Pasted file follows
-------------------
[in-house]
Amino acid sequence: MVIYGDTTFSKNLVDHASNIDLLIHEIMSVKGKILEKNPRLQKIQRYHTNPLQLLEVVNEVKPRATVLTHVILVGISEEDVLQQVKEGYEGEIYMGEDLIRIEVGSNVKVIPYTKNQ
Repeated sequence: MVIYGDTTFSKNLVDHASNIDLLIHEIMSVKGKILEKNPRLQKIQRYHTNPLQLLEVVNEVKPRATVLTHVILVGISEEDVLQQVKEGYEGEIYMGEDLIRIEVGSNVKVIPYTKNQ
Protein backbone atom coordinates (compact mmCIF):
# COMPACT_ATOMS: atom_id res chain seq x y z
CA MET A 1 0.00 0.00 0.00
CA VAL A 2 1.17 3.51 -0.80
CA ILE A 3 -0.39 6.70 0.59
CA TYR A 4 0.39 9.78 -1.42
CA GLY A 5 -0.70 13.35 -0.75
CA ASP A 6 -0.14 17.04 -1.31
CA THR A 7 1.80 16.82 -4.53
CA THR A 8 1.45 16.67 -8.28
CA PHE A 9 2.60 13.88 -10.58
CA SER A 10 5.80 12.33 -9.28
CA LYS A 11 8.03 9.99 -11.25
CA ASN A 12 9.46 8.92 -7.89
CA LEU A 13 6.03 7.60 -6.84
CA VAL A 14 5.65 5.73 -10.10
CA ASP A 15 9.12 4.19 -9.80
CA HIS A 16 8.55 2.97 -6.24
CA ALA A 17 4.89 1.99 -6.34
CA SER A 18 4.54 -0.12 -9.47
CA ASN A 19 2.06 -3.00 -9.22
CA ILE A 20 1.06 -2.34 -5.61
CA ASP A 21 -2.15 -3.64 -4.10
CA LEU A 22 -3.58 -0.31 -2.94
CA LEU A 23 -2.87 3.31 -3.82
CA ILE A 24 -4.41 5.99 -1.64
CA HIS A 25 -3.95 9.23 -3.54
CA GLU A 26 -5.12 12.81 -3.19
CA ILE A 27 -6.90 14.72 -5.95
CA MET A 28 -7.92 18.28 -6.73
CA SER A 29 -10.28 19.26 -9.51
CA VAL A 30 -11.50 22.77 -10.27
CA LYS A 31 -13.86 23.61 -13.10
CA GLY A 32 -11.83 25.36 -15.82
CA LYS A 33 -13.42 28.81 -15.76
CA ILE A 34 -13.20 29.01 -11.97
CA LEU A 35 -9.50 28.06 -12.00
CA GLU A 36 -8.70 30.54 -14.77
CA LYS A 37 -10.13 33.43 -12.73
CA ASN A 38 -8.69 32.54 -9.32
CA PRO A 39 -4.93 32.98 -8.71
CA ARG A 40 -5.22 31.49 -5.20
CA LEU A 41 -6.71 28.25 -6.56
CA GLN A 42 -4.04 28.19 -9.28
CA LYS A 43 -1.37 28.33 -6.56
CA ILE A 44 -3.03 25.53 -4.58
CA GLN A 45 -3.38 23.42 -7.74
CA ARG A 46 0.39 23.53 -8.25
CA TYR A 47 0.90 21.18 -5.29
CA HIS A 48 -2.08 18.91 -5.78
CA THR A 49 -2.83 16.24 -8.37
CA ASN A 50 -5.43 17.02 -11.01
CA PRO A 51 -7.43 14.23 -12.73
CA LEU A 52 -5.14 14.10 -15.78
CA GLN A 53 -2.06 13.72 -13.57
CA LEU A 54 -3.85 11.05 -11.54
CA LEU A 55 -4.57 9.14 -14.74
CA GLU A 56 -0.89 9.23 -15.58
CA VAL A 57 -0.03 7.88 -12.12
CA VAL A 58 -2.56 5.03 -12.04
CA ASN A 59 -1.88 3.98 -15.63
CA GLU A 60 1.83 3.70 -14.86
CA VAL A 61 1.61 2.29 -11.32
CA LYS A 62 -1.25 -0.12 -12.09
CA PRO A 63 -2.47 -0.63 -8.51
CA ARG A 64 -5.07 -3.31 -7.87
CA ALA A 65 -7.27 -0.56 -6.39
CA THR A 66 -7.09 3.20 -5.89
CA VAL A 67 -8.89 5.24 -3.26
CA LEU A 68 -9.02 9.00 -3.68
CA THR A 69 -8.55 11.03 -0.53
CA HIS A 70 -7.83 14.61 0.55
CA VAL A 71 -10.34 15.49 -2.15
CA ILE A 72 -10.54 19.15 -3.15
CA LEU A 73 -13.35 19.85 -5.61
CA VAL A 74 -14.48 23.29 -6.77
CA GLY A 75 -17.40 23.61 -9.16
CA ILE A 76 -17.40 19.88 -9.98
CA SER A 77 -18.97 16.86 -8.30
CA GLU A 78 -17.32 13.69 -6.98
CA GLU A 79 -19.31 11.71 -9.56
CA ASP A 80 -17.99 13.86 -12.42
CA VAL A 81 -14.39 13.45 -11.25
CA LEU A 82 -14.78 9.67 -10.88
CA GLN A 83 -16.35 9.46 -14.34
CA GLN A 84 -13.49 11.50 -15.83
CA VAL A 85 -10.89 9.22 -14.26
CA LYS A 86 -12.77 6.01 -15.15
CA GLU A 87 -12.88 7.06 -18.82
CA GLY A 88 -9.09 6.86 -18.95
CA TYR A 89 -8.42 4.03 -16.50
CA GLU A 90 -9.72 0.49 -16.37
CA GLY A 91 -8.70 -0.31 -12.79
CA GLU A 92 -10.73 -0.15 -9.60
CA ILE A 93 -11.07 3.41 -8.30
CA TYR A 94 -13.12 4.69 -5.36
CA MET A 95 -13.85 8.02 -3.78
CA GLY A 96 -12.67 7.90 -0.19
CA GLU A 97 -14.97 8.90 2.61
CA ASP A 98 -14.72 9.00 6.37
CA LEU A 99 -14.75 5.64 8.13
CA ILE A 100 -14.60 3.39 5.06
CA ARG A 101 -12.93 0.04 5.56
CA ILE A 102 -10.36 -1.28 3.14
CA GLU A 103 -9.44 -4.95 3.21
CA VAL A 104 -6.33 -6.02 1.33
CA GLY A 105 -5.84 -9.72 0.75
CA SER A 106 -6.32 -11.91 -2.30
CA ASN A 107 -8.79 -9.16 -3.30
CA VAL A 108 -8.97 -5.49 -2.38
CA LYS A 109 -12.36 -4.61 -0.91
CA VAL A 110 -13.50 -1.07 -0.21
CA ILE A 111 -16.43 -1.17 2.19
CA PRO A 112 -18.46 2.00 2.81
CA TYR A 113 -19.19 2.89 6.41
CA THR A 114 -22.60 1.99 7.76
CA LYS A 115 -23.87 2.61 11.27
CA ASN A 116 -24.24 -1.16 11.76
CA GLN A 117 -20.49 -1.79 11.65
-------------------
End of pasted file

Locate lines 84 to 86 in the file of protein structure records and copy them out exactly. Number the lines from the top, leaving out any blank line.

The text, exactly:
CA GLU A 79 -19.31 11.71 -9.56
CA ASP A 80 -17.99 13.86 -12.42
CA VAL A 81 -14.39 13.45 -11.25